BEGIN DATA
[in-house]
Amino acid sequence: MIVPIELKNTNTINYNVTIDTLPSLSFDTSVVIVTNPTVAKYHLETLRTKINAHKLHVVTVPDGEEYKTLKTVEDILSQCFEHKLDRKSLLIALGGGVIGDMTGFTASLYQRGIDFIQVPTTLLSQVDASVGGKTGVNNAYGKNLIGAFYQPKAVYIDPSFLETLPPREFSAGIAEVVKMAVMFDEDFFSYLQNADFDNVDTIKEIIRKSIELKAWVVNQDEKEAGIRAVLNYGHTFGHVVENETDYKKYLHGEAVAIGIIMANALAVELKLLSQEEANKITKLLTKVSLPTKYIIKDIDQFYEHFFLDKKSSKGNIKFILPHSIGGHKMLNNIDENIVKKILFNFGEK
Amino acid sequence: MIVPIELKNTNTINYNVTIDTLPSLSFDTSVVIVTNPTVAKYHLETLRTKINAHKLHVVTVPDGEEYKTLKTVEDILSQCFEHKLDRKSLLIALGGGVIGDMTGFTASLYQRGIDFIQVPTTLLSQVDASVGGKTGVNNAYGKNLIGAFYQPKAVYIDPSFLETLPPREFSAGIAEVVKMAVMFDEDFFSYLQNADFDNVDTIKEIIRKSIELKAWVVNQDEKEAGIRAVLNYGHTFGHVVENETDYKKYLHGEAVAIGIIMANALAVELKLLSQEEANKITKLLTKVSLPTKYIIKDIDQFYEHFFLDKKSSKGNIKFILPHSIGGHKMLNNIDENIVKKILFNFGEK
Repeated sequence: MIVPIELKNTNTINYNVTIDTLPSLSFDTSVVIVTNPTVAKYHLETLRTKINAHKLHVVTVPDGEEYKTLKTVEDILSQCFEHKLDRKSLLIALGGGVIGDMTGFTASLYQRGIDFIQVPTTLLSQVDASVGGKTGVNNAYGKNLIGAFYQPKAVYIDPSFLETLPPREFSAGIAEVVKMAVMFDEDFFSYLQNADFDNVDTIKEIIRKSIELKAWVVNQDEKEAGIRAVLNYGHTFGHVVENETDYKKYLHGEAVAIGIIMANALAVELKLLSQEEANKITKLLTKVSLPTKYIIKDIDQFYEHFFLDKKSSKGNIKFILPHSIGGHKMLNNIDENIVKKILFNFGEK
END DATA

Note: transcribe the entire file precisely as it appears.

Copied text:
[in-house]
Amino acid sequence: MIVPIELKNTNTINYNVTIDTLPSLSFDTSVVIVTNPTVAKYHLETLRTKINAHKLHVVTVPDGEEYKTLKTVEDILSQCFEHKLDRKSLLIALGGGVIGDMTGFTASLYQRGIDFIQVPTTLLSQVDASVGGKTGVNNAYGKNLIGAFYQPKAVYIDPSFLETLPPREFSAGIAEVVKMAVMFDEDFFSYLQNADFDNVDTIKEIIRKSIELKAWVVNQDEKEAGIRAVLNYGHTFGHVVENETDYKKYLHGEAVAIGIIMANALAVELKLLSQEEANKITKLLTKVSLPTKYIIKDIDQFYEHFFLDKKSSKGNIKFILPHSIGGHKMLNNIDENIVKKILFNFGEK
Amino acid sequence: MIVPIELKNTNTINYNVTIDTLPSLSFDTSVVIVTNPTVAKYHLETLRTKINAHKLHVVTVPDGEEYKTLKTVEDILSQCFEHKLDRKSLLIALGGGVIGDMTGFTASLYQRGIDFIQVPTTLLSQVDASVGGKTGVNNAYGKNLIGAFYQPKAVYIDPSFLETLPPREFSAGIAEVVKMAVMFDEDFFSYLQNADFDNVDTIKEIIRKSIELKAWVVNQDEKEAGIRAVLNYGHTFGHVVENETDYKKYLHGEAVAIGIIMANALAVELKLLSQEEANKITKLLTKVSLPTKYIIKDIDQFYEHFFLDKKSSKGNIKFILPHSIGGHKMLNNIDENIVKKILFNFGEK
Repeated sequence: MIVPIELKNTNTINYNVTIDTLPSLSFDTSVVIVTNPTVAKYHLETLRTKINAHKLHVVTVPDGEEYKTLKTVEDILSQCFEHKLDRKSLLIALGGGVIGDMTGFTASLYQRGIDFIQVPTTLLSQVDASVGGKTGVNNAYGKNLIGAFYQPKAVYIDPSFLETLPPREFSAGIAEVVKMAVMFDEDFFSYLQNADFDNVDTIKEIIRKSIELKAWVVNQDEKEAGIRAVLNYGHTFGHVVENETDYKKYLHGEAVAIGIIMANALAVELKLLSQEEANKITKLLTKVSLPTKYIIKDIDQFYEHFFLDKKSSKGNIKFILPHSIGGHKMLNNIDENIVKKILFNFGEK